Celebrate Black Music Month with a playlist curated by Logitech's Global Head of Social, Adu, honoring Black musical artists' contributions.
Black musical artists have made endless contributions to multiple genres, laying the foundation for many artists to come.
This Black Music Month, we celebrate the Black excellence that music artists have contributed to the industry, along with the joy and inspiration of a playlist filled with upbeat, motivational songs.
Sounds of Blackness - “Optimistic”
What's a better way to kick off a song than with the words, "You can win, as long as you keep your head to the sky," followed by a truly motivational chorus? Released in 1991, the song "The Blackness" was given new life by August Green ft. Brandy (The vocal bible), which infused the classic vocals with a fresh, modern flavor, thanks to Brandy's radiant tone and voice.
The Jacksons - “Can You Feel It”
The First Family of Music seamlessly blends their harmonies in this hit. When Michael Jackson asks, "Can you feel it?!" you may wonder what he means until you're swept up in the mesmerizing instrumentals that follow. The King of Pop single-handedly wrote this song, in which he passionately argues that everyone in the world should love each other in harmony.
The R&B group Blackstreet, which was founded by Teddy Riley (a close collaborator of Jackson) sampled the track in their 1999 album Finally in the track "Intro/Can You Feel Me.”
Jay-Z - “Show Me What You Got”
Fun fact: Jay-Z briefly retired from his career in hip-hop/rap just like Michael Jordan stepped away from basketball but returned with a bang. This song served as Jay-Z's warning to other artists that he's the Michael Jordan of recording, giving them just a few months to get their act together before he returns to continue dominating the music industry.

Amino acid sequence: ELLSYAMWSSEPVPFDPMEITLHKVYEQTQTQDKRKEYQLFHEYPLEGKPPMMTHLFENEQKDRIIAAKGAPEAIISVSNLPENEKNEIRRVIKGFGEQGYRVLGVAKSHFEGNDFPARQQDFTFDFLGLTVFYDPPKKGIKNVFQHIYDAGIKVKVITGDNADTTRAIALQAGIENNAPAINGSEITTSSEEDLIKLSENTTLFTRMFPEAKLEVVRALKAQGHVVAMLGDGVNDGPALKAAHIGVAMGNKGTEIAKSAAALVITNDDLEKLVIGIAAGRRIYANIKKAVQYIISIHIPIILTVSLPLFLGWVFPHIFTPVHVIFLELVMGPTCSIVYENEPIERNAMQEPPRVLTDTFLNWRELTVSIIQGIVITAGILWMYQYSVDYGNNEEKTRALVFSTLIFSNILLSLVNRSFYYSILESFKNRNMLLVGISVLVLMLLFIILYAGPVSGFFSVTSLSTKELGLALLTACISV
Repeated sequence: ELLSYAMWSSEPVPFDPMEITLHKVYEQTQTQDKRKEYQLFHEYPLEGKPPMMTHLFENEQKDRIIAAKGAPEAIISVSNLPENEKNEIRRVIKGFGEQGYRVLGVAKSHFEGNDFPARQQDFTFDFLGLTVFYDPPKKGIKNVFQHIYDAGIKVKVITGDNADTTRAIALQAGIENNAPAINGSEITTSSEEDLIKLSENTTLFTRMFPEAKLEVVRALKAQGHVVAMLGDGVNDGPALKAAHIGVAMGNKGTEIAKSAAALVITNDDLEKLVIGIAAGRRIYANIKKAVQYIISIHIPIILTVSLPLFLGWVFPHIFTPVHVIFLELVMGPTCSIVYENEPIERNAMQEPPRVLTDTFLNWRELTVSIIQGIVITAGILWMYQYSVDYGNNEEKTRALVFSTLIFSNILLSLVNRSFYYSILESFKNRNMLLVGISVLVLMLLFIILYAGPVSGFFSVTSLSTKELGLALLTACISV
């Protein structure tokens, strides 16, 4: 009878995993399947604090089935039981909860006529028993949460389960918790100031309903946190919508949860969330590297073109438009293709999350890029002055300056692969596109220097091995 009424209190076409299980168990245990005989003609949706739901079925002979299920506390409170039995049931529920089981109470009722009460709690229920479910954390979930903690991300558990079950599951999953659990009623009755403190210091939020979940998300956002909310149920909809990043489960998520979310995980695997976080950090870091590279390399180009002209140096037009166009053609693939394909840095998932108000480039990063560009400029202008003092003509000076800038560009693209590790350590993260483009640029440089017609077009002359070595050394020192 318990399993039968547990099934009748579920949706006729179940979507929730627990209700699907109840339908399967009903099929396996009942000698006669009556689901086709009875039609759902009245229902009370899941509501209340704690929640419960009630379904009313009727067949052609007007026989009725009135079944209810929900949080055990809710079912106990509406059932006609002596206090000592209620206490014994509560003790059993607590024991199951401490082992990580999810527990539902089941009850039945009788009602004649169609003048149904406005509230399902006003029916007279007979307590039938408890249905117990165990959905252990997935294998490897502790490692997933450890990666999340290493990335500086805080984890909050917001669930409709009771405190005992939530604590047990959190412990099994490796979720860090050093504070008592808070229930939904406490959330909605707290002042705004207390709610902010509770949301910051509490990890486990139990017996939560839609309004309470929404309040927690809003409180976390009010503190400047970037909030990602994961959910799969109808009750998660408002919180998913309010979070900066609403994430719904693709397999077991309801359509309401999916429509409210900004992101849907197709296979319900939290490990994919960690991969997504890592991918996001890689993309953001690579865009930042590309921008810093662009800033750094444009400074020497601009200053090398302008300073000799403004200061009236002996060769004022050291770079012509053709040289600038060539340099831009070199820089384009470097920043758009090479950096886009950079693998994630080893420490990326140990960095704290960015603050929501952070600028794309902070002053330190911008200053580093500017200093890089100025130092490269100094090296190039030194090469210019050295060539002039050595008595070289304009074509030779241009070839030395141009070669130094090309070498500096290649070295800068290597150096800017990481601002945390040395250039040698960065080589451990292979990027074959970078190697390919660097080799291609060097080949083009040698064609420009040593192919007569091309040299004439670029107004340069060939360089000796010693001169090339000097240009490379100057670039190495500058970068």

The track features amazing percussion and drum patterns throughout, almost serving as a "featured artist" on the song. Let's not forget to credit Jay-Z ft. The Drum! Later on, Lil Wayne used the instrumental for one of the greatest freestyles ever, declaring himself the "greatest rapper alive." But we'll let you decide.
Missy Elliott (feat. Ciara & Fat Man Scoop) - “Lose Control”
The song kicks off with the phrase "Let's go!" and it's completely apt because when the song starts, you won't want it to stop. You won't have any control over your body once the beat drops (We actually challenge you to try!).
The ultimate hype man, Fat Man Scoop, and Missy create a vibe that encourages the listeners to free their minds and completely lose themselves in the music.
Destiny’s Child - “Survivor”
When this anthem came out, it was used to address the media and the future of Destiny’s Child. The song's message was simple yet powerful: Beyonce, through her immense talent and skill, was a survivor. Period.
Another highlight of the song was the introduction of Michelle Williams, the newest member of the group, and her unwavering title of "The Queen of Bridges." She gave life to the song's midway point with her gospel roots, singing: "After all of the darkness and sadness, soon comes happiness. If I surround myself with positive things, I'll gain prosperity." Although Beyonce and Anthony Dent are credited as the songwriters, it's Michelle's gospel-style delivery that has made that part of the song so unforgettable.
Solange - “Don’t Touch My Hair”
Seriously, please don’t. "Don't Touch My Hair" is a powerful reminder to Black people of the strength and significance of their hair, which is their crown. The song is part of "A Seat At The Table," which is widely regarded as one of the best albums in the history of music.
Solange's New Orleans roots are evident in the song, with the inclusion of brass instruments throughout the chorus. Additionally, Solange's skills as a fine artist are showcased in the video, which displays different hairstyles and textures, paired with beautiful imagery.
Frank Ocean - “Pink + White”
Frank Ocean pours his heart out to listeners in what feels like one of the most beautiful love letters ever written. He reflects on the essence of true love and reminds us what it looks and feels like.
If that’s not enough, he has an easter egg at 2:00 where Queen Bey (IS THAT BEYONCE?!) can be heard singing background vocals on the song. BEYONCE … SINGING … NOT LEAD BUT BACKGROUNDS. How?! The song was written by Frank Ocean and Pharrell Williams. This is love indeed.
Pharrell Williams - “Happy”